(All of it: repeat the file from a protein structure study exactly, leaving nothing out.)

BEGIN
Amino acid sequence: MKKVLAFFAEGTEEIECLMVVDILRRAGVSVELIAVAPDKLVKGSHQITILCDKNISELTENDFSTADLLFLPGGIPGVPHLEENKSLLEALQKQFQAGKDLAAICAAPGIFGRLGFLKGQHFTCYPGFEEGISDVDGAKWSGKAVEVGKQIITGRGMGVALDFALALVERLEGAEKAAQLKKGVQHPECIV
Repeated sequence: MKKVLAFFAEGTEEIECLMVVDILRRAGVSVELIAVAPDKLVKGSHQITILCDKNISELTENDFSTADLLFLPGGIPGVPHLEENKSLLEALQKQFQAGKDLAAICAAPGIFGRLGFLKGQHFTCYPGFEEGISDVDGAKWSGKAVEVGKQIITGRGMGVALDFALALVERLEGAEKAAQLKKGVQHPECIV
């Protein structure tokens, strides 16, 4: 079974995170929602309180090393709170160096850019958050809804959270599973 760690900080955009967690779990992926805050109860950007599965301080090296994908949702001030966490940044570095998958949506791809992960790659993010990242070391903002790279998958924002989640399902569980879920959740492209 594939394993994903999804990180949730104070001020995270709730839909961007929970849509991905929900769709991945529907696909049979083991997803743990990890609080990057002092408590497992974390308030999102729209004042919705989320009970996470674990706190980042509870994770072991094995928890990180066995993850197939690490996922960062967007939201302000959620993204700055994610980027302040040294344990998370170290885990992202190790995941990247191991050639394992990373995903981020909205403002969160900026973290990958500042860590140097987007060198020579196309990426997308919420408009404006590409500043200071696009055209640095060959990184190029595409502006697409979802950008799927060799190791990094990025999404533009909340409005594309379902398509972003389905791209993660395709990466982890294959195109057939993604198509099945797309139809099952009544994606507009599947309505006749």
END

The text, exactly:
Amino acid sequence: MKKVLAFFAEGTEEIECLMVVDILRRAGVSVELIAVAPDKLVKGSHQITILCDKNISELTENDFSTADLLFLPGGIPGVPHLEENKSLLEALQKQFQAGKDLAAICAAPGIFGRLGFLKGQHFTCYPGFEEGISDVDGAKWSGKAVEVGKQIITGRGMGVALDFALALVERLEGAEKAAQLKKGVQHPECIV
Repeated sequence: MKKVLAFFAEGTEEIECLMVVDILRRAGVSVELIAVAPDKLVKGSHQITILCDKNISELTENDFSTADLLFLPGGIPGVPHLEENKSLLEALQKQFQAGKDLAAICAAPGIFGRLGFLKGQHFTCYPGFEEGISDVDGAKWSGKAVEVGKQIITGRGMGVALDFALALVERLEGAEKAAQLKKGVQHPECIV
């Protein structure tokens, strides 16, 4: 079974995170929602309180090393709170160096850019958050809804959270599973 760690900080955009967690779990992926805050109860950007599965301080090296994908949702001030966490940044570095998958949506791809992960790659993010990242070391903002790279998958924002989640399902569980879920959740492209 594939394993994903999804990180949730104070001020995270709730839909961007929970849509991905929900769709991945529907696909049979083991997803743990990890609080990057002092408590497992974390308030999102729209004042919705989320009970996470674990706190980042509870994770072991094995928890990180066995993850197939690490996922960062967007939201302000959620993204700055994610980027302040040294344990998370170290885990992202190790995941990247191991050639394992990373995903981020909205403002969160900026973290990958500042860590140097987007060198020579196309990426997308919420408009404006590409500043200071696009055209640095060959990184190029595409502006697409979802950008799927060799190791990094990025999404533009909340409005594309379902398509972003389905791209993660395709990466982890294959195109057939993604198509099945797309139809099952009544994606507009599947309505006749």